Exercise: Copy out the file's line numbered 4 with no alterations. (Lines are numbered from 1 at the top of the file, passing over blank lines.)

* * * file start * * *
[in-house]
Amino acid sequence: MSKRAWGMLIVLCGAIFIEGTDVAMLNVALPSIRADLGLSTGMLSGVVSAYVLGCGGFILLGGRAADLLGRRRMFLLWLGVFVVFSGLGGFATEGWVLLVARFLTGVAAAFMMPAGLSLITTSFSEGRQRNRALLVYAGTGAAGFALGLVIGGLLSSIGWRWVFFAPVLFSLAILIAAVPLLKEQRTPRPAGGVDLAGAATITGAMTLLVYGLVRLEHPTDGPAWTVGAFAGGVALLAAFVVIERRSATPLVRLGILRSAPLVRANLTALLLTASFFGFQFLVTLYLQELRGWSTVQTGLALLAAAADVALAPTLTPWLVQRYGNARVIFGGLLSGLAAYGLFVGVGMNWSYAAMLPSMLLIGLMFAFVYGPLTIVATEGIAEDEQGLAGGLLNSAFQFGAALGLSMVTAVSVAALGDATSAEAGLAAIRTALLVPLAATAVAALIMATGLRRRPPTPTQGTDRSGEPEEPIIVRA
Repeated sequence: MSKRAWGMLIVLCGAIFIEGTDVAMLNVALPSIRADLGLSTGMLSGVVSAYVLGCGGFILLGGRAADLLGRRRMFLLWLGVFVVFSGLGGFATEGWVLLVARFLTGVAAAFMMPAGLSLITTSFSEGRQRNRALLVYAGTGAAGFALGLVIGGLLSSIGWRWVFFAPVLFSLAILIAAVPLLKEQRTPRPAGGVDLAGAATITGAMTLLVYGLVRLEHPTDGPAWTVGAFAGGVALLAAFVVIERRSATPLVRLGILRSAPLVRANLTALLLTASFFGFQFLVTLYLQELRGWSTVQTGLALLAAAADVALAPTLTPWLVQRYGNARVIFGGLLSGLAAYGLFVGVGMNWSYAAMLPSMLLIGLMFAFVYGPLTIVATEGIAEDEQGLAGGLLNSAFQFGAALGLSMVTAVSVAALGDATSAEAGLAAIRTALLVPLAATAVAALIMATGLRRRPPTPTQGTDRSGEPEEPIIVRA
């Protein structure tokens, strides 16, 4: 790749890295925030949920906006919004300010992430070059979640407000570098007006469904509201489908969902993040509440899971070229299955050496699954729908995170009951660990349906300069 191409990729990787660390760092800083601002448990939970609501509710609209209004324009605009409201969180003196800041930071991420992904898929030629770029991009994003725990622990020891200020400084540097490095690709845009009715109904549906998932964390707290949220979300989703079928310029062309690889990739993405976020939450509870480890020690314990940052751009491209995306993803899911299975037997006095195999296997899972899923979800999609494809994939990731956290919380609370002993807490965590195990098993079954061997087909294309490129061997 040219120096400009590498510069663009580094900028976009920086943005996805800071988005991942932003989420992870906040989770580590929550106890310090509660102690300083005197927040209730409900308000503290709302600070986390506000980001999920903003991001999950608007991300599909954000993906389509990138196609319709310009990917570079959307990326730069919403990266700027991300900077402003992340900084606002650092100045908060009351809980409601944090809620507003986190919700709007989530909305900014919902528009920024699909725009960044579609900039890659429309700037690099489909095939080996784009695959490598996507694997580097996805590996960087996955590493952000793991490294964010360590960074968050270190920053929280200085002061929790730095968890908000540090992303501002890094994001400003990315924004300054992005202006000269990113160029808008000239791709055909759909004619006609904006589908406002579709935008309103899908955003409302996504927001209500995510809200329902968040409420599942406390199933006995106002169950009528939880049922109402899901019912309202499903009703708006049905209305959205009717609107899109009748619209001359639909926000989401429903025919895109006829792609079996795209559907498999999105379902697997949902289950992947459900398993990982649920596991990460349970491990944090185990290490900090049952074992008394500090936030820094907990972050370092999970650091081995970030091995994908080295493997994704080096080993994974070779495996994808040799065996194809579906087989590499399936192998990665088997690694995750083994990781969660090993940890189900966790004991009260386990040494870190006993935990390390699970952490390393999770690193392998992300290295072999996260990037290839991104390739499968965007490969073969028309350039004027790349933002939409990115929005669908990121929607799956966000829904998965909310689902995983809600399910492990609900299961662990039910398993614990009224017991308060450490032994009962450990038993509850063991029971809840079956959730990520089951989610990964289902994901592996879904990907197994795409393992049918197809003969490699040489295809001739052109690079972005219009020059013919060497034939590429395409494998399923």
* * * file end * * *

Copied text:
């Protein structure tokens, strides 16, 4: 790749890295925030949920906006919004300010992430070059979640407000570098007006469904509201489908969902993040509440899971070229299955050496699954729908995170009951660990349906300069 191409990729990787660390760092800083601002448990939970609501509710609209209004324009605009409201969180003196800041930071991420992904898929030629770029991009994003725990622990020891200020400084540097490095690709845009009715109904549906998932964390707290949220979300989703079928310029062309690889990739993405976020939450509870480890020690314990940052751009491209995306993803899911299975037997006095195999296997899972899923979800999609494809994939990731956290919380609370002993807490965590195990098993079954061997087909294309490129061997 040219120096400009590498510069663009580094900028976009920086943005996805800071988005991942932003989420992870906040989770580590929550106890310090509660102690300083005197927040209730409900308000503290709302600070986390506000980001999920903003991001999950608007991300599909954000993906389509990138196609319709310009990917570079959307990326730069919403990266700027991300900077402003992340900084606002650092100045908060009351809980409601944090809620507003986190919700709007989530909305900014919902528009920024699909725009960044579609900039890659429309700037690099489909095939080996784009695959490598996507694997580097996805590996960087996955590493952000793991490294964010360590960074968050270190920053929280200085002061929790730095968890908000540090992303501002890094994001400003990315924004300054992005202006000269990113160029808008000239791709055909759909004619006609904006589908406002579709935008309103899908955003409302996504927001209500995510809200329902968040409420599942406390199933006995106002169950009528939880049922109402899901019912309202499903009703708006049905209305959205009717609107899109009748619209001359639909926000989401429903025919895109006829792609079996795209559907498999999105379902697997949902289950992947459900398993990982649920596991990460349970491990944090185990290490900090049952074992008394500090936030820094907990972050370092999970650091081995970030091995994908080295493997994704080096080993994974070779495996994808040799065996194809579906087989590499399936192998990665088997690694995750083994990781969660090993940890189900966790004991009260386990040494870190006993935990390390699970952490390393999770690193392998992300290295072999996260990037290839991104390739499968965007490969073969028309350039004027790349933002939409990115929005669908990121929607799956966000829904998965909310689902995983809600399910492990609900299961662990039910398993614990009224017991308060450490032994009962450990038993509850063991029971809840079956959730990520089951989610990964289902994901592996879904990907197994795409393992049918197809003969490699040489295809001739052109690079972005219009020059013919060497034939590429395409494998399923």